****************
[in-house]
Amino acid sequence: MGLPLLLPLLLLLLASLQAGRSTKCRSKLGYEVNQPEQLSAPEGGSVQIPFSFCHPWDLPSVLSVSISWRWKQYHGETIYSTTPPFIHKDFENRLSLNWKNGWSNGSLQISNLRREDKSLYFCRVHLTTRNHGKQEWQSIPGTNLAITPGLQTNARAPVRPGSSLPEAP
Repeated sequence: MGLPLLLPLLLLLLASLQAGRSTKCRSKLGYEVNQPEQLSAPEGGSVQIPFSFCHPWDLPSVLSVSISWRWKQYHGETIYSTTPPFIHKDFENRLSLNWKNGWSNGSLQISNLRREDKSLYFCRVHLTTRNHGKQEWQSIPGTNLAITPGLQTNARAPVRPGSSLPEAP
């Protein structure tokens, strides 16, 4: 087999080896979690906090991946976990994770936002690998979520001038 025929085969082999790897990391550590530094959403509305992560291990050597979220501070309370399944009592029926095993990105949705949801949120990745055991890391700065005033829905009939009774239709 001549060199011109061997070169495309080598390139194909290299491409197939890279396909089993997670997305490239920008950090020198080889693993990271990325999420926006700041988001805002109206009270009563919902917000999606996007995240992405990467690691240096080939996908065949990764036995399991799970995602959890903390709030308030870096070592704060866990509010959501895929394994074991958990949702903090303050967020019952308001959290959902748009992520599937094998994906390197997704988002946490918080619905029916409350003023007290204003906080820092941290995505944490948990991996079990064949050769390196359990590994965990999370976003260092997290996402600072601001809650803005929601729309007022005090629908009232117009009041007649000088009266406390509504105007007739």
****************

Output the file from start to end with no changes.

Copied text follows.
[in-house]
Amino acid sequence: MGLPLLLPLLLLLLASLQAGRSTKCRSKLGYEVNQPEQLSAPEGGSVQIPFSFCHPWDLPSVLSVSISWRWKQYHGETIYSTTPPFIHKDFENRLSLNWKNGWSNGSLQISNLRREDKSLYFCRVHLTTRNHGKQEWQSIPGTNLAITPGLQTNARAPVRPGSSLPEAP
Repeated sequence: MGLPLLLPLLLLLLASLQAGRSTKCRSKLGYEVNQPEQLSAPEGGSVQIPFSFCHPWDLPSVLSVSISWRWKQYHGETIYSTTPPFIHKDFENRLSLNWKNGWSNGSLQISNLRREDKSLYFCRVHLTTRNHGKQEWQSIPGTNLAITPGLQTNARAPVRPGSSLPEAP
């Protein structure tokens, strides 16, 4: 087999080896979690906090991946976990994770936002690998979520001038 025929085969082999790897990391550590530094959403509305992560291990050597979220501070309370399944009592029926095993990105949705949801949120990745055991890391700065005033829905009939009774239709 001549060199011109061997070169495309080598390139194909290299491409197939890279396909089993997670997305490239920008950090020198080889693993990271990325999420926006700041988001805002109206009270009563919902917000999606996007995240992405990467690691240096080939996908065949990764036995399991799970995602959890903390709030308030870096070592704060866990509010959501895929394994074991958990949702903090303050967020019952308001959290959902748009992520599937094998994906390197997704988002946490918080619905029916409350003023007290204003906080820092941290995505944490948990991996079990064949050769390196359990590994965990999370976003260092997290996402600072601001809650803005929601729309007022005090629908009232117009009041007649000088009266406390509504105007007739």